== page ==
THE future of a giant glass manufacturing and bottling plant on Chester's outskirts is likely to be considered by councillors in December.
The Quinn Glass plant in Ince, which provides 560 jobs, has been built and in production since spring 2005 although it does not have planning permission.
Approval for the plant was rejected by former Communities and Local Government Secretary Ruth Kelly who raised a number of concerns following an inquiry.
It emerged in her decision that a fresh application might be the way forward.
Her decision is being challenged by Quinn in the High Court while competitors Ardagh Glass and a small number of local residents have called for enforcement action.
Councillors in both Chester, which contains the majority of the site and Ellesmere Port and Neston have decided not to take enforcement action due to the possibility a fresh application would be put forward by the company.
Both councils have had regular reports on the situation which have pointed more recently to a lack of complaints from local residents.
They argue it is not expedient to take enforcement measures.
The company put forward a new application in February this year and Ardagh Glass have asked that this should also be called in.
In the meantime, the councils have been told up by the Government Office for the North West that they should not grant permission for the development without special authorisation although the direction does not prevent them from refusing approval.
Ellesmere Port and Neston planning committee was told by borough planning chief Mr Tom Miller at its meeting this month (October) that the complex application includes a number of issues which require careful consideration.
Since the original submission, Quinn Glass has submitted further information and more is expected shortly.
“Under the circumstances, it is not possible to say exactly when the application is to be reported to planning committee for consideration but it is likely to be December of this year,'' said Mr Miller.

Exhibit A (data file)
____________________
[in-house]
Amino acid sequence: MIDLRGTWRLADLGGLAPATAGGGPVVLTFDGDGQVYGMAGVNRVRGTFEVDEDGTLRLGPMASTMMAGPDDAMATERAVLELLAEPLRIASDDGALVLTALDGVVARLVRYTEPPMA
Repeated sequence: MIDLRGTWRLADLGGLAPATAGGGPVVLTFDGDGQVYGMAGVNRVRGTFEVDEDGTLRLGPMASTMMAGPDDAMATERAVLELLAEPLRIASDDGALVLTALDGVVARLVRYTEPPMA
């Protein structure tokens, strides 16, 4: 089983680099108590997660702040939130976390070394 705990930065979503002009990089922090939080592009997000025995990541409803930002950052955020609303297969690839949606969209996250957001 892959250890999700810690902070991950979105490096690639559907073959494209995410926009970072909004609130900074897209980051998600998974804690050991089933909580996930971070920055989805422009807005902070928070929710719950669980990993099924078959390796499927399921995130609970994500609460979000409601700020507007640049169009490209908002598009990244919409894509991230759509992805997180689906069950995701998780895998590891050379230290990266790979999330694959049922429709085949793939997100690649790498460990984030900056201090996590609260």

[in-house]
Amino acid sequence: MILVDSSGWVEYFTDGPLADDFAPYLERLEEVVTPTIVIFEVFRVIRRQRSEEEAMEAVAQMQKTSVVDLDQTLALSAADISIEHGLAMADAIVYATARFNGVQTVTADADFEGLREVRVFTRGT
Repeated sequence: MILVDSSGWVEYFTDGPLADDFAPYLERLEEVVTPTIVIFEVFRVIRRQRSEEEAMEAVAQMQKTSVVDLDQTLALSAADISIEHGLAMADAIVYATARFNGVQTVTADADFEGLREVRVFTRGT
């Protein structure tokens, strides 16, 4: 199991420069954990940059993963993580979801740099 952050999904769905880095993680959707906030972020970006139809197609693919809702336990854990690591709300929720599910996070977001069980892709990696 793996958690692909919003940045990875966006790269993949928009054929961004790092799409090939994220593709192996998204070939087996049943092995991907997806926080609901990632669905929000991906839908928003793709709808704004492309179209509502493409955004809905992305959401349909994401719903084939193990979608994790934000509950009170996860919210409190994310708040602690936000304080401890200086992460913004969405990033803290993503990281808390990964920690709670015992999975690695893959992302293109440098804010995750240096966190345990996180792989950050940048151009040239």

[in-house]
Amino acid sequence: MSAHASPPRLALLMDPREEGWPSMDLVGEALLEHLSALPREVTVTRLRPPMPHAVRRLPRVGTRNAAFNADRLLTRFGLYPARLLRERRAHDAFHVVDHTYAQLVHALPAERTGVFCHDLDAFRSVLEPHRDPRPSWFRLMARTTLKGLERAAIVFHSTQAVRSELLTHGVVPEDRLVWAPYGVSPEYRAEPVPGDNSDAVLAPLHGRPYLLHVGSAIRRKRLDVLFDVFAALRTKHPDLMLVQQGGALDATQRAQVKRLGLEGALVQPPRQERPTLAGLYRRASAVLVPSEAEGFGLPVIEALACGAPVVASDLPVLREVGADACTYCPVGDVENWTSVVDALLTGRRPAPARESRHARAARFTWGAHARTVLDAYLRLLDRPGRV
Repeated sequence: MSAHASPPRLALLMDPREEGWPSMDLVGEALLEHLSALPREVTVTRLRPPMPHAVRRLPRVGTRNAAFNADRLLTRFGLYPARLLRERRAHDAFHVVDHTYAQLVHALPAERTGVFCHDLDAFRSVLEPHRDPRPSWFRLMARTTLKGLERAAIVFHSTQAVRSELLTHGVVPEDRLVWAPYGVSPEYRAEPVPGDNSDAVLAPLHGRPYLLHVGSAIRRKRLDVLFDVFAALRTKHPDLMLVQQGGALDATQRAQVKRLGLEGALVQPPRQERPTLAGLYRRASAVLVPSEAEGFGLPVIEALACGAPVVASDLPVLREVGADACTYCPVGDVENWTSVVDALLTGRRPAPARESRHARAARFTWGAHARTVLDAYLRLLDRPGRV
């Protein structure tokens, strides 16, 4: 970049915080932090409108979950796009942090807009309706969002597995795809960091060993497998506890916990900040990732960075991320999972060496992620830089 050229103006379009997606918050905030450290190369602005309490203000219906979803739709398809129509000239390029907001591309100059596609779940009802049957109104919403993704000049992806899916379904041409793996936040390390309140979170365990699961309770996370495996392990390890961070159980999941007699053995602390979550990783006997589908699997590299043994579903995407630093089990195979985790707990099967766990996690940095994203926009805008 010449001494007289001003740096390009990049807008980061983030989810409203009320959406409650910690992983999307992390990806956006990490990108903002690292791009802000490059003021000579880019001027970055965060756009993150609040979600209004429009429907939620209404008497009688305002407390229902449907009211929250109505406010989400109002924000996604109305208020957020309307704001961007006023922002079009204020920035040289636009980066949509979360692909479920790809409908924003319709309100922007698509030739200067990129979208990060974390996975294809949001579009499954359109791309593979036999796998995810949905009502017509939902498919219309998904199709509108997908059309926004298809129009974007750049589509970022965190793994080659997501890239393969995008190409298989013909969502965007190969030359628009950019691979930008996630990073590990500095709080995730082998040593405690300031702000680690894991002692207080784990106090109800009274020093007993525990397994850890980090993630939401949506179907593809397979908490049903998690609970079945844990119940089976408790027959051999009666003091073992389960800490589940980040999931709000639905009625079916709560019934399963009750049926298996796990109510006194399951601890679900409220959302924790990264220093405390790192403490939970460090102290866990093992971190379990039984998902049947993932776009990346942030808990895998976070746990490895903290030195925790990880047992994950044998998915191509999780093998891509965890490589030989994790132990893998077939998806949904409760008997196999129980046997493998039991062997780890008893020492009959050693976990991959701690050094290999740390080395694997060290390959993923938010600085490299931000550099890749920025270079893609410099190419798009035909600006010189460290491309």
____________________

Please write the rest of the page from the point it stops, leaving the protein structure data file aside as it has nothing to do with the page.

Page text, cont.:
He says his report will consider, amongst other things, how the company has dealt with the concerns raised by Mrs Kelly in her previous decision.
These included the adequacy of a road junction at Ash Road and Ince Lane where improvements are likely to start soon, councillors were told.
They also heard that as the factory was substantially complete in April 2005, the period for any enforcement action will end next March.
Solicitors for Ardagh Glass have again written arguing they believe the local authorities should take enforcement action “several months” before the period expires to ensure there is “no doubt” that steps were taken within the requisite time period.
They suggested they could see no reason why action could not be taken at the planning committee's most recent meeting and said they could not understand why enforcement action was not being taken to protect the public interest.
The solicitors also believe the current planning application does not deal with the reasons which led to Mrs Kelly's decision to reject the previous plans.
“It is very difficult to take enforcement action in this case,” suggested Mr Miller.
He said the council's own legal advisers had indicated they were happy with the council's report which said the possibility of enforcement action should be kept under review and considered again after the new application had been reported to the committee.
Chester City Council is also expected to consider the application in December.